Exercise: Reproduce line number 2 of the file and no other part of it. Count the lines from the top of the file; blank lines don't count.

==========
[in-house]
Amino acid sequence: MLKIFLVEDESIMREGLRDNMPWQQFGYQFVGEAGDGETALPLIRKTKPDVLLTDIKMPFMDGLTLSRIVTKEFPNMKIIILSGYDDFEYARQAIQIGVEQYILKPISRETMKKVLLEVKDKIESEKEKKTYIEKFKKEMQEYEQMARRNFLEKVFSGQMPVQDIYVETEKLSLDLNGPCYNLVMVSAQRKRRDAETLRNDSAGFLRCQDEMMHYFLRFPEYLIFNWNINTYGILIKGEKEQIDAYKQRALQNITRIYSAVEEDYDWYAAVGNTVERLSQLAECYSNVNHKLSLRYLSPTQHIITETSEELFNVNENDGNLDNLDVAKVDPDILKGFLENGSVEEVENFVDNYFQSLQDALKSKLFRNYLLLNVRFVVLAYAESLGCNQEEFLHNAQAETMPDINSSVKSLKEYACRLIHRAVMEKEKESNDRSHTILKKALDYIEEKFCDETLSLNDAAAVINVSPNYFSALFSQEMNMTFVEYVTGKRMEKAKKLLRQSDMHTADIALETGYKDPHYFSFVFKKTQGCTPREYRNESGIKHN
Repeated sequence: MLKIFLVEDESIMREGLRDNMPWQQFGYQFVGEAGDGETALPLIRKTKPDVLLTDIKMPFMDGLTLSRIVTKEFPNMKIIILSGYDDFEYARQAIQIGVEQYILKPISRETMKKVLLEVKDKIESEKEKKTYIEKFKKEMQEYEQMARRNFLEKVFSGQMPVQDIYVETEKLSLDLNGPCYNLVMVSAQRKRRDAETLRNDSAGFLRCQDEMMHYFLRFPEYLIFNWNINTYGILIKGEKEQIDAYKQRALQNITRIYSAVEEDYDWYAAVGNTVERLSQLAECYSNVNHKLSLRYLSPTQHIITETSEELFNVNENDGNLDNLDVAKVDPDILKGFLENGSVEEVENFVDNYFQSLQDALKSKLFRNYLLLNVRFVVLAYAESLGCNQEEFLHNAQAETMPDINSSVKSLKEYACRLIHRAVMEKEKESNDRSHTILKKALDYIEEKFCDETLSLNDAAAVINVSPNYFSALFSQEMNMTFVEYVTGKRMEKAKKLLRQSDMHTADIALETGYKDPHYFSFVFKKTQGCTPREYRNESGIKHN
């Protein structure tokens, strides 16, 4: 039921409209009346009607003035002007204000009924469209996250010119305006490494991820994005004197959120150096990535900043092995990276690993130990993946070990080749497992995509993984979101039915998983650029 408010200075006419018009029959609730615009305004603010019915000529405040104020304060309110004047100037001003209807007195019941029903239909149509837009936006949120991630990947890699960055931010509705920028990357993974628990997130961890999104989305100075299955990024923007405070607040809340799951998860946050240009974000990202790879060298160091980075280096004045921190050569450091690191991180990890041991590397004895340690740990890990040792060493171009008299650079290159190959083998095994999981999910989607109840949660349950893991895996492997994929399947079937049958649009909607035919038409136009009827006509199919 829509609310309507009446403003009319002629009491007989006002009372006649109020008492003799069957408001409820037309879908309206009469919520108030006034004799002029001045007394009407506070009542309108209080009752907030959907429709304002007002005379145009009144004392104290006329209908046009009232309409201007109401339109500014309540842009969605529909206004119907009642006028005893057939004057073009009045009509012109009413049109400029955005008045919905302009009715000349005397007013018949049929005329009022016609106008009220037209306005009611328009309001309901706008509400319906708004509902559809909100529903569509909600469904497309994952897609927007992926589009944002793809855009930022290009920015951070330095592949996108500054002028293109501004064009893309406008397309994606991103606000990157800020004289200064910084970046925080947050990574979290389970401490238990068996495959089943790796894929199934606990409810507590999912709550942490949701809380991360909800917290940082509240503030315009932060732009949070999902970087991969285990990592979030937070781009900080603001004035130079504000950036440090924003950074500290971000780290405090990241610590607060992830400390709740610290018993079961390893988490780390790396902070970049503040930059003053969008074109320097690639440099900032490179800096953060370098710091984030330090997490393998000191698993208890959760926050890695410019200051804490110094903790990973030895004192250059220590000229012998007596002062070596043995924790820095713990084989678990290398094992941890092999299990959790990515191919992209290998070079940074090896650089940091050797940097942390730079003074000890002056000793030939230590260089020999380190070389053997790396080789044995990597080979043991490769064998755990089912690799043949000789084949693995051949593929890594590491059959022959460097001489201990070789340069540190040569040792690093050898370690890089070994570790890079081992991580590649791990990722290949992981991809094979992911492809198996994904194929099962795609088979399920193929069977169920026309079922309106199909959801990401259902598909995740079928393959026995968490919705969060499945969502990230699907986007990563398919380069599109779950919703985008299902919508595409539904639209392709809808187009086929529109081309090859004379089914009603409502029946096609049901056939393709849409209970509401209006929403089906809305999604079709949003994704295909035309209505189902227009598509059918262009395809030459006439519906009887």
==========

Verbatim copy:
Amino acid sequence: MLKIFLVEDESIMREGLRDNMPWQQFGYQFVGEAGDGETALPLIRKTKPDVLLTDIKMPFMDGLTLSRIVTKEFPNMKIIILSGYDDFEYARQAIQIGVEQYILKPISRETMKKVLLEVKDKIESEKEKKTYIEKFKKEMQEYEQMARRNFLEKVFSGQMPVQDIYVETEKLSLDLNGPCYNLVMVSAQRKRRDAETLRNDSAGFLRCQDEMMHYFLRFPEYLIFNWNINTYGILIKGEKEQIDAYKQRALQNITRIYSAVEEDYDWYAAVGNTVERLSQLAECYSNVNHKLSLRYLSPTQHIITETSEELFNVNENDGNLDNLDVAKVDPDILKGFLENGSVEEVENFVDNYFQSLQDALKSKLFRNYLLLNVRFVVLAYAESLGCNQEEFLHNAQAETMPDINSSVKSLKEYACRLIHRAVMEKEKESNDRSHTILKKALDYIEEKFCDETLSLNDAAAVINVSPNYFSALFSQEMNMTFVEYVTGKRMEKAKKLLRQSDMHTADIALETGYKDPHYFSFVFKKTQGCTPREYRNESGIKHN